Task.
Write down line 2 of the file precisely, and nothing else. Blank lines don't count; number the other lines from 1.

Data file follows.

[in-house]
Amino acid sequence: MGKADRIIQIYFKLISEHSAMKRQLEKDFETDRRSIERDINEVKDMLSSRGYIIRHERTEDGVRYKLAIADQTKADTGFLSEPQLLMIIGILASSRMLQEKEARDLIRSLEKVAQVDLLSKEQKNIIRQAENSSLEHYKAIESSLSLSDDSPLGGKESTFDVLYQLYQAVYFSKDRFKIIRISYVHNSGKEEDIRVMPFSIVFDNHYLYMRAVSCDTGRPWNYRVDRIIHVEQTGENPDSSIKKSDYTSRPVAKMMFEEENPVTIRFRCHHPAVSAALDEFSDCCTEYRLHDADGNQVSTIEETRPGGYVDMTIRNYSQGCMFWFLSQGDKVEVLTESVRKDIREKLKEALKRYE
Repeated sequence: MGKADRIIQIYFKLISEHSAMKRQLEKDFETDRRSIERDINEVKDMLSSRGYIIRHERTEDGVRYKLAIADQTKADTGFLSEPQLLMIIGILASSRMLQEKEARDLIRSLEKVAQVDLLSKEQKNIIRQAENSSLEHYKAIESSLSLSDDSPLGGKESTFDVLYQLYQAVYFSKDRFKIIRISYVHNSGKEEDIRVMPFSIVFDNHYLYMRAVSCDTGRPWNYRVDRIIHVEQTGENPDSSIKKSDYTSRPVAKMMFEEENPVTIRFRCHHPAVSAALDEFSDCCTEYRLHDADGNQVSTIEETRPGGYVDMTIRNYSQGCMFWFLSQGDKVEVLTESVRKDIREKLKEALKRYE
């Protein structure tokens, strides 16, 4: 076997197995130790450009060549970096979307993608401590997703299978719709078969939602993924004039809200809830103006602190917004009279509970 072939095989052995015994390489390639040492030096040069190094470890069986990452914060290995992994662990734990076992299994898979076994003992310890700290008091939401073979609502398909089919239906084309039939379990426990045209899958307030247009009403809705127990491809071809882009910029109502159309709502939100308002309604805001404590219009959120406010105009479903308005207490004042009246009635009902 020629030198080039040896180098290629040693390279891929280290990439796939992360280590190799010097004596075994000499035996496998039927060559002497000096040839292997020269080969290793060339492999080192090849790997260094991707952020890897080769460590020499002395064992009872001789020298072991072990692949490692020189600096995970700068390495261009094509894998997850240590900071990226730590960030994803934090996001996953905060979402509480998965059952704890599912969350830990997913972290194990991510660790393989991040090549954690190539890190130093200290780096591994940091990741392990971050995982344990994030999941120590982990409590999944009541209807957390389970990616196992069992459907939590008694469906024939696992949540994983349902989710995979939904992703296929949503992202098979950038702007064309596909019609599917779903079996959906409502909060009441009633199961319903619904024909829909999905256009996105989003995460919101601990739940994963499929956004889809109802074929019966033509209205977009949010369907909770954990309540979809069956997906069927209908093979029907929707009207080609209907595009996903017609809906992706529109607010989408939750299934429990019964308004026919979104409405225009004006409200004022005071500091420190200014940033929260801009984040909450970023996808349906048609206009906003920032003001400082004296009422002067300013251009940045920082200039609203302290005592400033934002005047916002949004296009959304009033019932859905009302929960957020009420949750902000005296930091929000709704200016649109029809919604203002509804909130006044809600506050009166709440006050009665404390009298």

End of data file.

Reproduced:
Amino acid sequence: MGKADRIIQIYFKLISEHSAMKRQLEKDFETDRRSIERDINEVKDMLSSRGYIIRHERTEDGVRYKLAIADQTKADTGFLSEPQLLMIIGILASSRMLQEKEARDLIRSLEKVAQVDLLSKEQKNIIRQAENSSLEHYKAIESSLSLSDDSPLGGKESTFDVLYQLYQAVYFSKDRFKIIRISYVHNSGKEEDIRVMPFSIVFDNHYLYMRAVSCDTGRPWNYRVDRIIHVEQTGENPDSSIKKSDYTSRPVAKMMFEEENPVTIRFRCHHPAVSAALDEFSDCCTEYRLHDADGNQVSTIEETRPGGYVDMTIRNYSQGCMFWFLSQGDKVEVLTESVRKDIREKLKEALKRYE